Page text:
A delightful flute note starts Gaps in Time and it has a heavy folk feel with the vocal and acoustic guitar. Light but satisfying, it has graceful portent as it cheerily meanders its way through your musical consciousness. There are touches of the ‘pop’ edge denigrated by some but I think it adds a certain something to the mix. Now, if the previous track had a touch of flippancy to it then Multiple Replies returns with added gravitas. A slow and steady, synth heavy intro is blown away by a tasty riff and the vocals are earnest and heartfelt. Never crossing into the realm of prog-metal but with a definitely more powerful delivery, this is intense and intelligent and allows the musicians to showcase their inherent skill and ability. Inventive interludes and stylish acoustic guitar all add to the drama of this accomplished song. The Numbers of God powers off in a distinctive prog-metal guise with a hectic and heavy riff and frenetic drumming. Strong vocals and a searching keyboard note deliver a controlling influence so it never strays from the straight and narrow. The breaks are applied for a smooth and silky interlude before the go pedal is depressed again and off we go on a progressive helter-skelter, slightly chaotic but with a veneer of control.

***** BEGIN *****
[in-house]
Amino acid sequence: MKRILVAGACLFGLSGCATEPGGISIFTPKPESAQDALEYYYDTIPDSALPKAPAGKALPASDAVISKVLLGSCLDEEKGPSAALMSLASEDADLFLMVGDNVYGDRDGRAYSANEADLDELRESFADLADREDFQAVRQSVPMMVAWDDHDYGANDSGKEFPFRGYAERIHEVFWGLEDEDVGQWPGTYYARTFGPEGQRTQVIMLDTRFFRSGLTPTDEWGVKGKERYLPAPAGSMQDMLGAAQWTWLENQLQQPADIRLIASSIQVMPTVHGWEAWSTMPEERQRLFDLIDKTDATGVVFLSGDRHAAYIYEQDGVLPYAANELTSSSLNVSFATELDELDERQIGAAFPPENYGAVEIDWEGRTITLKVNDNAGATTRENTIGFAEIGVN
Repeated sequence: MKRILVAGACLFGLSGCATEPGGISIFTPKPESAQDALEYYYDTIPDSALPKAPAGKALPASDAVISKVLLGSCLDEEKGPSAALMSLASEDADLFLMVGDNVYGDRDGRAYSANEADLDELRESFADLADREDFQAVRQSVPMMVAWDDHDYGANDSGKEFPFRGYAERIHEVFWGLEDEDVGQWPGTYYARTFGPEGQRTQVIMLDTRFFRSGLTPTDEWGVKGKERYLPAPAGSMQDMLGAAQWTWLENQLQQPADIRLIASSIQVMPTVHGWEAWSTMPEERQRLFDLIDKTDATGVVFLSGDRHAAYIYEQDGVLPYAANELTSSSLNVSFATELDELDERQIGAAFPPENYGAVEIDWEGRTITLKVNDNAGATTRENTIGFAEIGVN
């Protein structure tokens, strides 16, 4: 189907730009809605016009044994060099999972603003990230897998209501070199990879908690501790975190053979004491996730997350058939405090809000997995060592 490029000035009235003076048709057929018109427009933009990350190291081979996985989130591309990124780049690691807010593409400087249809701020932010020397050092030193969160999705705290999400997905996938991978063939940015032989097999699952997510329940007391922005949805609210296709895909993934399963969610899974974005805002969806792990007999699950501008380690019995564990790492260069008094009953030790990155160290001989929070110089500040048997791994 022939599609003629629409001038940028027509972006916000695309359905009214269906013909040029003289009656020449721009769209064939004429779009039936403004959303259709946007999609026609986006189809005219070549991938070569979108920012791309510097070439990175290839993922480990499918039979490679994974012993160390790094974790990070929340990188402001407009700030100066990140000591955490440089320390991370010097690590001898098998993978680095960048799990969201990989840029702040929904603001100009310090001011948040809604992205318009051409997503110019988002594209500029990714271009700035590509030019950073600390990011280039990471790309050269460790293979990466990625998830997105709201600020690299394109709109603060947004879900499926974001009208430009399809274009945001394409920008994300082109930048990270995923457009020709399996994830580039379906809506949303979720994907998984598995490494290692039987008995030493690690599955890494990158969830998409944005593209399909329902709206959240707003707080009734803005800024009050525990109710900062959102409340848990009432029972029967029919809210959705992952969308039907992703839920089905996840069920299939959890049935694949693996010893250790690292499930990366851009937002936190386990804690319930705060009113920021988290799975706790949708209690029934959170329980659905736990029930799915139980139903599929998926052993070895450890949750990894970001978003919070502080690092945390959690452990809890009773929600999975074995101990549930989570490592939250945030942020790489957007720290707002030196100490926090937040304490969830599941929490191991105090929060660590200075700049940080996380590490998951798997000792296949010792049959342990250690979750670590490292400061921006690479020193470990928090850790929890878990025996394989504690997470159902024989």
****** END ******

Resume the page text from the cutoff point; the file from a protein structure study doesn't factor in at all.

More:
The first promotional track released for the album, Crop Squares has a meandering synth introduction before a smooth vocal begins. The riff has a real Rush edge to it but never feels like a copy, rather a homage. The vocal is stentorian and stiff upper lipped in places, like you are being dictated to as you drink it all in. A Pet Called Prime is a song that seems to have both feet firmly in the lyrical camp and concentrates less on the intricacies of the music. This not to damn it with faint praise but it is nice to have a track that majors on the songwriting rather than on the technical side of things. It is warm hearted and pleasing without really catching fire. Knock me over with a feather, No Speed Limit is like the black sheep of the family and like nothing else on the album with harsh and grating introduction that I actually really like. This melds into something more progressive and song based but it is totally different to the light and airy feel of the rest of the album. To be honest, I think it works really well adding contrast to the accompanying tracks and when it ventures off on a different tack it is quite superb.